Christine Carter, executive director of the Greater Good Science Center, is creator of the “Science for Raising Happy Kids” Web site, whose goal, among other things, is to assist in and promote the rearing of “emotionally literate” children. Carter translates rigorous research into practical parenting advice. She says many parents are turning away from materialistic or competitive activities, and rethinking what will bring their families true happiness and well-being.
“I’ve found that parents who start consciously cultivating gratitude and generosity in their children quickly see how much happier and more resilient their children become,” said Carter, author of “Raising Happiness: 10 Simple Steps for More Joyful Kids and Happier Parents” which will be in bookstores in February 2010. “What is often surprising to parents is how much happier they themselves also become.”
The sympathetic touch
As for college-goers, UC Berkeley psychologist Rodolfo Mendoza-Denton has found that cross-racial and cross-ethnic friendships can improve the social and academic experience on campuses. In one set of findings, published in the Journal of Personality and Social Psychology, he found that the cortisol levels of both white and Latino students dropped as they got to know each over a series of one-on-one get-togethers. Cortisol is a hormone triggered by stress and anxiety.
Meanwhile, in their investigation of the neurobiological roots of positive emotions, Keltner and his team are zeroing in on the aforementioned oxytocin as well as the vagus nerve, a uniquely mammalian system that connects to all the body’s organs and regulates heart rate and breathing.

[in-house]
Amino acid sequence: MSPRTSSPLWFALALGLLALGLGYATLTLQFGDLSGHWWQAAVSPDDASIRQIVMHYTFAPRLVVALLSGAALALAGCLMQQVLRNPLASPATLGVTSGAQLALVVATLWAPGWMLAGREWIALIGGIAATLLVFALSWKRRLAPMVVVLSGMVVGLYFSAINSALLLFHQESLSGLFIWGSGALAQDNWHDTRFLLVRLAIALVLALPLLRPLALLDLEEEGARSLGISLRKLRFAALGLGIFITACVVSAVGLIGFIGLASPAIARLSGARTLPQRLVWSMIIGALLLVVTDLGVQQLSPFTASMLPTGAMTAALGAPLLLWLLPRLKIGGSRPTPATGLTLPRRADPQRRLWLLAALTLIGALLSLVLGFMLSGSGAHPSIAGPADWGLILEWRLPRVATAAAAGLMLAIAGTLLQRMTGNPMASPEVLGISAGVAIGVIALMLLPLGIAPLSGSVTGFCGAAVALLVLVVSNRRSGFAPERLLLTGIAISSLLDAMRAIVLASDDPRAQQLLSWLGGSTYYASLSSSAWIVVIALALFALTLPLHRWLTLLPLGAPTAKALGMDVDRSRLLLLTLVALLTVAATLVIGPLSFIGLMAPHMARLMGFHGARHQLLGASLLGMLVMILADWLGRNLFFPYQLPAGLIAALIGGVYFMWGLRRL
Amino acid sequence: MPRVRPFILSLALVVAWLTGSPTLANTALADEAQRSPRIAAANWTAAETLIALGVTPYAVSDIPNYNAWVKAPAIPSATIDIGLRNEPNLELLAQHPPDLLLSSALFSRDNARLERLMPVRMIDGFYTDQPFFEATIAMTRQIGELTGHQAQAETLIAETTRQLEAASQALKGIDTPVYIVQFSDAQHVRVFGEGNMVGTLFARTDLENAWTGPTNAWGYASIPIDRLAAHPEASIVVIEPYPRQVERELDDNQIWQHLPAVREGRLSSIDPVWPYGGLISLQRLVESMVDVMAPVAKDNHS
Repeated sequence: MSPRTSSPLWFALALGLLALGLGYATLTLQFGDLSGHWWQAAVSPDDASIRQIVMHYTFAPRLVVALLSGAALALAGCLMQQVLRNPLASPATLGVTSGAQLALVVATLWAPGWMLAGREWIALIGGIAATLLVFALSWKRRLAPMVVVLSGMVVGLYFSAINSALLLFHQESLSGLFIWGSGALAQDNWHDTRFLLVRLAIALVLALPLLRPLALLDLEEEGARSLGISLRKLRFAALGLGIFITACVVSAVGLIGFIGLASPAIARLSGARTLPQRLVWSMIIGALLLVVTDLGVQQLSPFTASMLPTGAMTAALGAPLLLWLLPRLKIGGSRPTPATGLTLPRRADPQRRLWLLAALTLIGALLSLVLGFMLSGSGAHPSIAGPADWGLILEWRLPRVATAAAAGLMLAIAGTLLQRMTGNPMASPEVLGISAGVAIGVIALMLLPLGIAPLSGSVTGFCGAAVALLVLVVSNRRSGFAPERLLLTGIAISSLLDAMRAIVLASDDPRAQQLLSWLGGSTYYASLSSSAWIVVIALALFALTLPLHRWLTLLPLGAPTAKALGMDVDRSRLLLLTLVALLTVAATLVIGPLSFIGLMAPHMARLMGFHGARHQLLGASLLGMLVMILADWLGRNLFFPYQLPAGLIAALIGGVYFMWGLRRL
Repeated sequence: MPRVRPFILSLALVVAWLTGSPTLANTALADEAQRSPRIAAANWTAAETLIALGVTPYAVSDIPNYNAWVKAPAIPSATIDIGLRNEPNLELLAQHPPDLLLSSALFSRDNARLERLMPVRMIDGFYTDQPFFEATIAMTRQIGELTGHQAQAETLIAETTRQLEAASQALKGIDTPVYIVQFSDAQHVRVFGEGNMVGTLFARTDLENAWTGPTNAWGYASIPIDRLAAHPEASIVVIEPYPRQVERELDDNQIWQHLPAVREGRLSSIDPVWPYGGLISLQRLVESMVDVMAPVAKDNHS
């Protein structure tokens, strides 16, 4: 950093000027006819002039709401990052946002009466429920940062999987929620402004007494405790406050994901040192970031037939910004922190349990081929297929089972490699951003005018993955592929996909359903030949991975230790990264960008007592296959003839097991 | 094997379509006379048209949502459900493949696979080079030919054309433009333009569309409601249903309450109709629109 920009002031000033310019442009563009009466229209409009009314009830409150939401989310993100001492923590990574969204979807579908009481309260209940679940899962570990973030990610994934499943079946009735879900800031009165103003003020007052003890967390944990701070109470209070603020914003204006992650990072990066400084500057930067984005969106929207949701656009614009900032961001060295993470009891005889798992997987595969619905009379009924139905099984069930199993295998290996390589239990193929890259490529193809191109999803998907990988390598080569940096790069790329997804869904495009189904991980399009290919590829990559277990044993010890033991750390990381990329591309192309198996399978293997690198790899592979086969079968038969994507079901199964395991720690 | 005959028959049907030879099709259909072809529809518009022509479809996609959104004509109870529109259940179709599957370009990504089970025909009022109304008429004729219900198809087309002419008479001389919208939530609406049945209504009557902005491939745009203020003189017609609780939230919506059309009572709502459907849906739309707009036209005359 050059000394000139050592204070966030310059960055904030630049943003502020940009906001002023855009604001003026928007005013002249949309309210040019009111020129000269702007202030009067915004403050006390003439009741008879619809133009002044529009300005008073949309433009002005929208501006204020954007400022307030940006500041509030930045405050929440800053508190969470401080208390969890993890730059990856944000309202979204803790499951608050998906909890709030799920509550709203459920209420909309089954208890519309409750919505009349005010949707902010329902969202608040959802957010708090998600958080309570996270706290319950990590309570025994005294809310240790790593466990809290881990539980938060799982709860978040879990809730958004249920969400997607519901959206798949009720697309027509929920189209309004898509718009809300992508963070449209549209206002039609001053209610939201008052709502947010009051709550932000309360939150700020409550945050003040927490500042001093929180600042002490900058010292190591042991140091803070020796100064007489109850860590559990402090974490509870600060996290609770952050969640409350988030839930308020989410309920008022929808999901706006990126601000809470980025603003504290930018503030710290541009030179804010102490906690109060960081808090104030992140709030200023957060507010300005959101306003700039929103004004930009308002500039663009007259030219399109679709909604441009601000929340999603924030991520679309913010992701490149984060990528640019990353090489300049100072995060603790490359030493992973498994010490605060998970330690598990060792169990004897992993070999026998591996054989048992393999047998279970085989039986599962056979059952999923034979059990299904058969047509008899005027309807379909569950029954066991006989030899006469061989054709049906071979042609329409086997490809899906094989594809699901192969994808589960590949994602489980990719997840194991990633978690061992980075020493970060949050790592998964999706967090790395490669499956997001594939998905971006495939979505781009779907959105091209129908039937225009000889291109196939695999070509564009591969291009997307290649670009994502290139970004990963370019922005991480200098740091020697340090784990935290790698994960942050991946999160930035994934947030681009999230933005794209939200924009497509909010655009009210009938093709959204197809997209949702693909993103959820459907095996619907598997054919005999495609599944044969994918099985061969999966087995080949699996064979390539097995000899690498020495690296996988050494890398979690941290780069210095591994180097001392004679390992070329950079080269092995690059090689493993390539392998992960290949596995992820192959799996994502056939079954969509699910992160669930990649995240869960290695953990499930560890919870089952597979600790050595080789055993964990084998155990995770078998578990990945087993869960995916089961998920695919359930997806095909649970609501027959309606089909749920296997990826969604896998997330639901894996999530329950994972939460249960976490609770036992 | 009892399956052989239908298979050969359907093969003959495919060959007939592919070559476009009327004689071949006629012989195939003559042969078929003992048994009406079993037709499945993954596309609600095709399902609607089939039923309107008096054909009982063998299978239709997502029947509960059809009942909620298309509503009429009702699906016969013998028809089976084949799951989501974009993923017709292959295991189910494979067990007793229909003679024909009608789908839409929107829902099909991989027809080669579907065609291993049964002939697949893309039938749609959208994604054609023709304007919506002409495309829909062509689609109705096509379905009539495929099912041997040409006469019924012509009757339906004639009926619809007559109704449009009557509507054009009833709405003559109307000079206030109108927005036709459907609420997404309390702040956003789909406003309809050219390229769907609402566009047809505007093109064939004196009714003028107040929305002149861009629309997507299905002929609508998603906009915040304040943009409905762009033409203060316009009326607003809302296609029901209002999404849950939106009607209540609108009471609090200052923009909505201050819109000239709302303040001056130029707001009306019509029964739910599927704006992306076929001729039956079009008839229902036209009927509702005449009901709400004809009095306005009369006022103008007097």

Both the vagus nerve and oxytocin play a role in communicating and calming. In one UC Berkeley study, for example, two people separated by a barrier took turns trying to communicate emotions to one another by touching one other through a hole in the barrier. For the most part, participants were able to successfully communicate sympathy, love and gratitude and even assuage major anxiety.
Researchers were able to see from activity in the threat response region of the brain that many of the female participants grew anxious as they waited to be touched. However, as soon as they felt a sympathetic touch, the vagus nerve was activated and oxytocin was released, calming them immediately.
“Sympathy is indeed wired into our brains and bodies; and it spreads from one person to another through touch,” Keltner said.
The same goes for smaller mammals. UC Berkeley psychologist Darlene Francis and Michael Meaney, a professor of biological psychiatry and neurology at McGill University, found that rat pups whose mothers licked, groomed and generally nurtured them showed reduced levels of stress hormones, including cortisol, and had generally more robust immune systems.
Overall, these and other findings at UC Berkeley challenge the assumption that nice guys finish last, and instead support the hypothesis that humans, if adequately nurtured and supported, tend to err on the side of compassion.
“This new science of altruism and the physiological underpinnings of compassion is finally catching up with Darwin’s observations nearly 130 years ago, that sympathy is our strongest instinct,” Keltner said.
Adapted from materials provided by University of California, Berkeley. Original article written by Yasmin Anwar, Media Relations.